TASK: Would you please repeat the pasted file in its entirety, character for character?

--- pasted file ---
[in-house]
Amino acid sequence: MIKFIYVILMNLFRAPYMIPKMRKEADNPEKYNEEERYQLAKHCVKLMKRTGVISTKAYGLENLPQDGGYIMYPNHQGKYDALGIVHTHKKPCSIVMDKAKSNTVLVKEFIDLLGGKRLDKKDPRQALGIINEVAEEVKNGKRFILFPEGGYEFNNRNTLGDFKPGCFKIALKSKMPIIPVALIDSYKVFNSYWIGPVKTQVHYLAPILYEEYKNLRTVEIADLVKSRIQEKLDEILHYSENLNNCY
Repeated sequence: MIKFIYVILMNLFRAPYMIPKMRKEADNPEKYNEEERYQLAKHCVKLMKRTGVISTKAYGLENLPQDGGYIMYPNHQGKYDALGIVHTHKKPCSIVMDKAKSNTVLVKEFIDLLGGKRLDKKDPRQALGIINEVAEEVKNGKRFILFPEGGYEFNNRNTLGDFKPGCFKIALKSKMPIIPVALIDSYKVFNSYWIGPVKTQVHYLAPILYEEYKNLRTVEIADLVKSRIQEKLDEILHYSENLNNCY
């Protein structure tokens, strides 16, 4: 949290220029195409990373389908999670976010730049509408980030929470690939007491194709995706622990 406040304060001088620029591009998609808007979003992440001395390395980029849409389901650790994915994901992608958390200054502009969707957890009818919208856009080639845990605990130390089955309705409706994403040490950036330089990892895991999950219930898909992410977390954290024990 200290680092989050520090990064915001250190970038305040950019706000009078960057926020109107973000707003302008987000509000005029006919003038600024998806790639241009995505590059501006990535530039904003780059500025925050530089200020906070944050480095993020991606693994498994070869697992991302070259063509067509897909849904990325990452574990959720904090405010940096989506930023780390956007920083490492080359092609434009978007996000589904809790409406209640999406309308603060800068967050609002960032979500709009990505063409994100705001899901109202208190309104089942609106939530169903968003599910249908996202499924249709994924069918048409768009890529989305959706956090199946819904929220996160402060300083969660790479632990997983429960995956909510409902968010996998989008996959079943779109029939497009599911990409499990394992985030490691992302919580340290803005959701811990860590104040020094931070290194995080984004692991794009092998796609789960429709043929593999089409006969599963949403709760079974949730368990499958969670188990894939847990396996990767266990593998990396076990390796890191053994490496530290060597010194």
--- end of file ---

[in-house]
Amino acid sequence: MIKFIYVILMNLFRAPYMIPKMRKEADNPEKYNEEERYQLAKHCVKLMKRTGVISTKAYGLENLPQDGGYIMYPNHQGKYDALGIVHTHKKPCSIVMDKAKSNTVLVKEFIDLLGGKRLDKKDPRQALGIINEVAEEVKNGKRFILFPEGGYEFNNRNTLGDFKPGCFKIALKSKMPIIPVALIDSYKVFNSYWIGPVKTQVHYLAPILYEEYKNLRTVEIADLVKSRIQEKLDEILHYSENLNNCY
Repeated sequence: MIKFIYVILMNLFRAPYMIPKMRKEADNPEKYNEEERYQLAKHCVKLMKRTGVISTKAYGLENLPQDGGYIMYPNHQGKYDALGIVHTHKKPCSIVMDKAKSNTVLVKEFIDLLGGKRLDKKDPRQALGIINEVAEEVKNGKRFILFPEGGYEFNNRNTLGDFKPGCFKIALKSKMPIIPVALIDSYKVFNSYWIGPVKTQVHYLAPILYEEYKNLRTVEIADLVKSRIQEKLDEILHYSENLNNCY
């Protein structure tokens, strides 16, 4: 949290220029195409990373389908999670976010730049509408980030929470690939007491194709995706622990 406040304060001088620029591009998609808007979003992440001395390395980029849409389901650790994915994901992608958390200054502009969707957890009818919208856009080639845990605990130390089955309705409706994403040490950036330089990892895991999950219930898909992410977390954290024990 200290680092989050520090990064915001250190970038305040950019706000009078960057926020109107973000707003302008987000509000005029006919003038600024998806790639241009995505590059501006990535530039904003780059500025925050530089200020906070944050480095993020991606693994498994070869697992991302070259063509067509897909849904990325990452574990959720904090405010940096989506930023780390956007920083490492080359092609434009978007996000589904809790409406209640999406309308603060800068967050609002960032979500709009990505063409994100705001899901109202208190309104089942609106939530169903968003599910249908996202499924249709994924069918048409768009890529989305959706956090199946819904929220996160402060300083969660790479632990997983429960995956909510409902968010996998989008996959079943779109029939497009599911990409499990394992985030490691992302919580340290803005959701811990860590104040020094931070290194995080984004692991794009092998796609789960429709043929593999089409006969599963949403709760079974949730368990499958969670188990894939847990396996990767266990593998990396076990390796890191053994490496530290060597010194």